Graphite powder for use by artists costs significantly more than graphite powder used as a dry lubricant. Is the latter usable for artistic purposes? Is it hazardous in any way?

1 Answer 1


Yes, you can use it if you're careful about the material and the purpose. Graphite, itself, can be purchased virtually pure. It's available in different particle sizes, but the typical graphite powder used for purposes like lubrication is also fine for art purposes.

You need to distinguish between pure graphite and graphite-based materials. Graphite-based materials sold for one purpose may not work well for a different purpose because the material is a mix of graphite and other stuff designed to optimize the mixture for a specific purpose. So, for example, dry graphite lubricant powder may have other materials in it that will interfere with the properties you want to use it for. Look for material described as pure graphite.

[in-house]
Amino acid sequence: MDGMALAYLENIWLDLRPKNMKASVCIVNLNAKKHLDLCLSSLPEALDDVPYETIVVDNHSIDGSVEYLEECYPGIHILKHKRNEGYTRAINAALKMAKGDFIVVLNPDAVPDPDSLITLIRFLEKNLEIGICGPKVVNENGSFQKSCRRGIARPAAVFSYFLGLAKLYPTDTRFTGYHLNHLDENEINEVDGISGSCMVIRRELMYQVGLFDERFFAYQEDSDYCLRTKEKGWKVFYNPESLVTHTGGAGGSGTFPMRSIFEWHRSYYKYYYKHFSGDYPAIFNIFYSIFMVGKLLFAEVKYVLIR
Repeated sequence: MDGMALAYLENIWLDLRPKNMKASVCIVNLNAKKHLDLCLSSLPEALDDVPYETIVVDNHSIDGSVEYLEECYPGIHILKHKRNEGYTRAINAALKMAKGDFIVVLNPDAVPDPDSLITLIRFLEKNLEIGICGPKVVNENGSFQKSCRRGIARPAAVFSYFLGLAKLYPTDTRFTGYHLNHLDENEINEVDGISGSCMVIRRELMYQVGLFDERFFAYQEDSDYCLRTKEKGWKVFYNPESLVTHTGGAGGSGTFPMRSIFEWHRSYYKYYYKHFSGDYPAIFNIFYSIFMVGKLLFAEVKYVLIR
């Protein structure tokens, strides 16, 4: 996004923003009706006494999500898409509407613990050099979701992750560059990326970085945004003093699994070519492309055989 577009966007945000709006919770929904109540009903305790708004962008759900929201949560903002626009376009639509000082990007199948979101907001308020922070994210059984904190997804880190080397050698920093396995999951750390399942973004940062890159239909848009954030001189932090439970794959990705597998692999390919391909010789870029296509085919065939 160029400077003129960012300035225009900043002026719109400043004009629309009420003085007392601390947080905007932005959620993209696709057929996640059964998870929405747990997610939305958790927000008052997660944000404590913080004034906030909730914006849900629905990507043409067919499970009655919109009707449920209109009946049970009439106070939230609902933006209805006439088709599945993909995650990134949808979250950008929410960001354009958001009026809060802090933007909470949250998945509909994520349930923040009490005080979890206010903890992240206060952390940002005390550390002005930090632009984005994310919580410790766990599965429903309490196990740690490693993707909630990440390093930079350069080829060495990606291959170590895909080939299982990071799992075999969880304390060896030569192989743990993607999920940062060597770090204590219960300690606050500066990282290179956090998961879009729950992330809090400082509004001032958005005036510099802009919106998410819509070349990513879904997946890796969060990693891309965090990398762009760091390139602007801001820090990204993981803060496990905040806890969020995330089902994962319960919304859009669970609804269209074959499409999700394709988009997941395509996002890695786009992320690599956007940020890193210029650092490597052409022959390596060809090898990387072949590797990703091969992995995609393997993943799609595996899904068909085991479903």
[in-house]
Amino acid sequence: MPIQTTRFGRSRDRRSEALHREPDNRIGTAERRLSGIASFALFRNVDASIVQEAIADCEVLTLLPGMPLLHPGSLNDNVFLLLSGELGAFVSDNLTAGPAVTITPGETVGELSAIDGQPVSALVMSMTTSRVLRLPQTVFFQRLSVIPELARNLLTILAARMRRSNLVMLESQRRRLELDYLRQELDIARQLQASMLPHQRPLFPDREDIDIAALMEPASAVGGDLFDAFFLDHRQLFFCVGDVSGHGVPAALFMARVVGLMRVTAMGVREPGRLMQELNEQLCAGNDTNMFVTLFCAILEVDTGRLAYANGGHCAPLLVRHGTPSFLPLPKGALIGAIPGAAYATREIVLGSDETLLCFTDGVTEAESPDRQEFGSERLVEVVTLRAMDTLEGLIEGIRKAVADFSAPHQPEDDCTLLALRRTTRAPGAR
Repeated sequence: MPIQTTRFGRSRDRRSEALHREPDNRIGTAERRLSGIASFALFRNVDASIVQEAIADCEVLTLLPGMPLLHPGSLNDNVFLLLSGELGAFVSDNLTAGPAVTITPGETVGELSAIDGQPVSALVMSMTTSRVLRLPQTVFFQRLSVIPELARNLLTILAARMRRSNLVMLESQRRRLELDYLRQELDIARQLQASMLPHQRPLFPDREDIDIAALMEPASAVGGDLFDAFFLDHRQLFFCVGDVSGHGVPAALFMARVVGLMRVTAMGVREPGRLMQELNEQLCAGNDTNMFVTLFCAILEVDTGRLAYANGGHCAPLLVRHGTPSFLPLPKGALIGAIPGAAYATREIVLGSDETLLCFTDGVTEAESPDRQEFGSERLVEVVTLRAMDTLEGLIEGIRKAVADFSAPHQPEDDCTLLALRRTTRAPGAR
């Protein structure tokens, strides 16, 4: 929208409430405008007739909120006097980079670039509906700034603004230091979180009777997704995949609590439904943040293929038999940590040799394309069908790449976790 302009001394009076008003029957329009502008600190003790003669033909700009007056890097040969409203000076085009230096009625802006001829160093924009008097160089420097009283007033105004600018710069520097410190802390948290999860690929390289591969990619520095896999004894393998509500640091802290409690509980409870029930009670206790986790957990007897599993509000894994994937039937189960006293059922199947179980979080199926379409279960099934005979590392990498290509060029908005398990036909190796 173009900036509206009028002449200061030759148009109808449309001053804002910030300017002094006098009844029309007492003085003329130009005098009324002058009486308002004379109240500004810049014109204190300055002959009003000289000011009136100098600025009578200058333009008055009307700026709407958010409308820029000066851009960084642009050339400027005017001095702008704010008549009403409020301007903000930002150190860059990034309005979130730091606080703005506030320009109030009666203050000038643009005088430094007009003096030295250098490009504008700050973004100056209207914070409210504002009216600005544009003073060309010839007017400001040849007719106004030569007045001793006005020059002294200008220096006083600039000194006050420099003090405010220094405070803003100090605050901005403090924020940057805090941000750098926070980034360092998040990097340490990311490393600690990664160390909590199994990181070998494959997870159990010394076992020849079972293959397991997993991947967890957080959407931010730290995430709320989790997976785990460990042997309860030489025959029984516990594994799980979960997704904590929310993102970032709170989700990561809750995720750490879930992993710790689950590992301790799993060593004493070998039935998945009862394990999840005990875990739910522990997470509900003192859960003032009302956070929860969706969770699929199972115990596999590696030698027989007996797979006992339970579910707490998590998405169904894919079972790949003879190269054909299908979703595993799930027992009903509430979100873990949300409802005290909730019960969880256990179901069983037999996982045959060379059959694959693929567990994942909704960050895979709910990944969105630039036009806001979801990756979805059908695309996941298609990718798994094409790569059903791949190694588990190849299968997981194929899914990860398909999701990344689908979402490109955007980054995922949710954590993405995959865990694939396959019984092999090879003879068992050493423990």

The product description will often include uses the powder is suitable for based on its particle size and purity. For example, this product from Amazon describes that it is suitable as a lubricant and a pigment for resins, so I would expect it to be generally fine for other art purposes (although you may need to mix it with other ingredients for some purposes).

As far as safety, graphite powder in a particle size used for art is extremely fine stuff that easily gets suspended in the air. You don't want to breathe the dust because it can be harmful to your lungs (and what gets into the air will eventually settle on surfaces and make a mess). You should at least wear a good dust mask or N95 mask, and it wouldn't hurt to set up a HEPA filter, or vacuum cleaner with a HEPA bag, to draw in and filter the air in the area where you work with the loose powder.

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